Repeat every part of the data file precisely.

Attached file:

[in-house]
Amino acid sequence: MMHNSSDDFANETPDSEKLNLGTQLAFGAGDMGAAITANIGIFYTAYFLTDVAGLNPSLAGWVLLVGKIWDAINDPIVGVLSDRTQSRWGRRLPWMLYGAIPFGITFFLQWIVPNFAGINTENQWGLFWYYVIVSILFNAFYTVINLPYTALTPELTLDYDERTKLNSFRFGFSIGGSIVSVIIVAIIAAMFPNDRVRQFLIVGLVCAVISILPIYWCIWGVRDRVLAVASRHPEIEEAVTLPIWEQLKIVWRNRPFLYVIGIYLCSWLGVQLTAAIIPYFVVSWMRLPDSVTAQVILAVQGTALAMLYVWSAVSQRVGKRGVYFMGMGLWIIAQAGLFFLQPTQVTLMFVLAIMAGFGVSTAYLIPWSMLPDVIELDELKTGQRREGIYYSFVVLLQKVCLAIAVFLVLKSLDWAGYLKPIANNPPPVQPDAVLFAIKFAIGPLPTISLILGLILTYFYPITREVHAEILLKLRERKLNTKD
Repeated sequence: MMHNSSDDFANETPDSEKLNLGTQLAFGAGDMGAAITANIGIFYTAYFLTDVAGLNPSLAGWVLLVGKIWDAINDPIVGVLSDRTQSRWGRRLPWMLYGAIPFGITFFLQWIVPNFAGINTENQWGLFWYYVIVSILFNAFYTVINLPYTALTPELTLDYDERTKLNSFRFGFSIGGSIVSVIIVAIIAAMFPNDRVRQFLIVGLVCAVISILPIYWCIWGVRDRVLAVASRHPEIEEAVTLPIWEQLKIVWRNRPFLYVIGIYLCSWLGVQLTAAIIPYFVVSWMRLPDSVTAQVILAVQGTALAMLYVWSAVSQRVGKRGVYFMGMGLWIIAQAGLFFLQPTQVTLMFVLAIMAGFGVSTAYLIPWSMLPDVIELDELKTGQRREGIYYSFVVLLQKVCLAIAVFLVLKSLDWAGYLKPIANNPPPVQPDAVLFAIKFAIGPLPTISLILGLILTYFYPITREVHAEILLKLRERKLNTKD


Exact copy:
[in-house]
Amino acid sequence: MMHNSSDDFANETPDSEKLNLGTQLAFGAGDMGAAITANIGIFYTAYFLTDVAGLNPSLAGWVLLVGKIWDAINDPIVGVLSDRTQSRWGRRLPWMLYGAIPFGITFFLQWIVPNFAGINTENQWGLFWYYVIVSILFNAFYTVINLPYTALTPELTLDYDERTKLNSFRFGFSIGGSIVSVIIVAIIAAMFPNDRVRQFLIVGLVCAVISILPIYWCIWGVRDRVLAVASRHPEIEEAVTLPIWEQLKIVWRNRPFLYVIGIYLCSWLGVQLTAAIIPYFVVSWMRLPDSVTAQVILAVQGTALAMLYVWSAVSQRVGKRGVYFMGMGLWIIAQAGLFFLQPTQVTLMFVLAIMAGFGVSTAYLIPWSMLPDVIELDELKTGQRREGIYYSFVVLLQKVCLAIAVFLVLKSLDWAGYLKPIANNPPPVQPDAVLFAIKFAIGPLPTISLILGLILTYFYPITREVHAEILLKLRERKLNTKD
Repeated sequence: MMHNSSDDFANETPDSEKLNLGTQLAFGAGDMGAAITANIGIFYTAYFLTDVAGLNPSLAGWVLLVGKIWDAINDPIVGVLSDRTQSRWGRRLPWMLYGAIPFGITFFLQWIVPNFAGINTENQWGLFWYYVIVSILFNAFYTVINLPYTALTPELTLDYDERTKLNSFRFGFSIGGSIVSVIIVAIIAAMFPNDRVRQFLIVGLVCAVISILPIYWCIWGVRDRVLAVASRHPEIEEAVTLPIWEQLKIVWRNRPFLYVIGIYLCSWLGVQLTAAIIPYFVVSWMRLPDSVTAQVILAVQGTALAMLYVWSAVSQRVGKRGVYFMGMGLWIIAQAGLFFLQPTQVTLMFVLAIMAGFGVSTAYLIPWSMLPDVIELDELKTGQRREGIYYSFVVLLQKVCLAIAVFLVLKSLDWAGYLKPIANNPPPVQPDAVLFAIKFAIGPLPTISLILGLILTYFYPITREVHAEILLKLRERKLNTKD